# chemistry

2.9 The standard enthalpy of formation of the metallocene bis(benzene)chromium was measured in a calorimeter. It was found for the reaction Cr(C6H6)2(s) →
Cr(s) + 2 C6H6(g) that . Find the corresponding reaction enthalpy and estimate the standard enthalpy of formation of the compound at 583 K. The constant-pressure molar heat capacity of benzene is 136.1 J K−1 mol−1 in its liquid range and 81.67 J K−1 mol−1 as a gas.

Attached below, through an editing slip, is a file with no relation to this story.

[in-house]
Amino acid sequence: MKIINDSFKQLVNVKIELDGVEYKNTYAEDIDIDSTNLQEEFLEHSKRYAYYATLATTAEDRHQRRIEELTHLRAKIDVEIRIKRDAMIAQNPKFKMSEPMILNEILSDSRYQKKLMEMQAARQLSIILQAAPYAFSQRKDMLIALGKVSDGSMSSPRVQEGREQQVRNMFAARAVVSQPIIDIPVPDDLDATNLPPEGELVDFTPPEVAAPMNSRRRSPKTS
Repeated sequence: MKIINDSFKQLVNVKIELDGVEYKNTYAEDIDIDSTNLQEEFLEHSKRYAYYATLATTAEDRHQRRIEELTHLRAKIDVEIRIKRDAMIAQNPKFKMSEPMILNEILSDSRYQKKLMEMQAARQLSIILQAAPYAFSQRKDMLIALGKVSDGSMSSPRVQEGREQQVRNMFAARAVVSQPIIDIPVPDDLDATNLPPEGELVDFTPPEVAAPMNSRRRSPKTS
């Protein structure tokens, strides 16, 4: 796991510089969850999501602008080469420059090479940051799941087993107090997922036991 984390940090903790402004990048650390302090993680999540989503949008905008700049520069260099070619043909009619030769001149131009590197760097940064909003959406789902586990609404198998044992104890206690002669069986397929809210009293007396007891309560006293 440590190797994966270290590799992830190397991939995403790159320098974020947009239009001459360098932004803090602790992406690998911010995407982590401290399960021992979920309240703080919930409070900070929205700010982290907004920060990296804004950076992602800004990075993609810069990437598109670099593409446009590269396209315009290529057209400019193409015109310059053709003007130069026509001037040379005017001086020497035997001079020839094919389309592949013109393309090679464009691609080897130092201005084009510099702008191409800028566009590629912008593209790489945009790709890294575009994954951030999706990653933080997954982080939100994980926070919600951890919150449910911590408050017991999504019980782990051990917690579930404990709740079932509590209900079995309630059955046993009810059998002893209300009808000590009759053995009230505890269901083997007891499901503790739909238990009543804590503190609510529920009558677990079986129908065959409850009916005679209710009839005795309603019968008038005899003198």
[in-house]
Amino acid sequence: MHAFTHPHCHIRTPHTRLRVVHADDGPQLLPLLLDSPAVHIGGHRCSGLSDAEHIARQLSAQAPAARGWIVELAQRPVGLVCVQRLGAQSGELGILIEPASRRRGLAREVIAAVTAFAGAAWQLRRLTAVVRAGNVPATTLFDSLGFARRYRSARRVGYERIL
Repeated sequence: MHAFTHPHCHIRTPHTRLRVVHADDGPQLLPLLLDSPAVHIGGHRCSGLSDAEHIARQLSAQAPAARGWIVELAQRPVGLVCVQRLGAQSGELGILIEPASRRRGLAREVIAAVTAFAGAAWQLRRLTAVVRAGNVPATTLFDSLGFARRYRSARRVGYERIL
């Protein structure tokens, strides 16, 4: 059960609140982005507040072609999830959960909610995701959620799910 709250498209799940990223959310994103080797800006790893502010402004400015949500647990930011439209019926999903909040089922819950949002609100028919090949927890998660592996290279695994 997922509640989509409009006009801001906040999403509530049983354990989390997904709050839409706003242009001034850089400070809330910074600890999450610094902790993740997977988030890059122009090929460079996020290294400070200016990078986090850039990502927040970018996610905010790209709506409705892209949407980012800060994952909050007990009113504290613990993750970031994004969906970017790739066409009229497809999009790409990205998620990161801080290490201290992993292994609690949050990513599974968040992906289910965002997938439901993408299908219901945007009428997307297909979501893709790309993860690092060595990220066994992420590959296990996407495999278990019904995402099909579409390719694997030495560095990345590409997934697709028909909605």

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1. Using Kirchoffs law and a temperature difference of Δ T = 583 − 298 = 285 K ΔT=583−298=285K, I calculated Δ C p = ∑ ( p r o d u c t s ) C p , m − ∑ ( r e a c t a n t s ) C p , m ΔCp=∑(products)Cp,m−∑(reactants)Cp,m for the reaction C 6 H 6 ( l ) → C 6 H 6 ( g ) C6H6(l)→C6H6(g), where the product molar heat capacity is that given for the gas, the reactant is that for the liquid. I then solved Δ f H ( T 2 ) = Δ f H ( T 1 ) + ∫ Δ C p ΔfH(T2)=ΔfH(T1)+∫ΔCp using Δ f H ( T 1 ) = 49.0 k J / m o l ΔfH(T1)=49.0 kJ/mol. Since there is a phase change, I wasn't sure how to include that information so I solved it the same as above, using Δ v a p H = 30.8 k J / m o l ΔvapH=30.8 kJ/mol for T 1 = 298 K T1=298 K, then added it to the above amount. Using the reaction enthalpy of 17.7 k J / m o l 17.7 kJ/mol and Hess's Law, I solved for the enthalpy of formation at 583 K for C r ( C 6 H 6 ) 2 Cr(C6H6)2 . Now, I understand some problems with this approach by I'm not sure how to solve it otherwise with the given information. The temperature range is massive, so Kirchoff's Law is expected to give a poor answer. I'm also not sure how to incorporate a phase change into Kirchoff's Law. Any help or guidance is appreciated.

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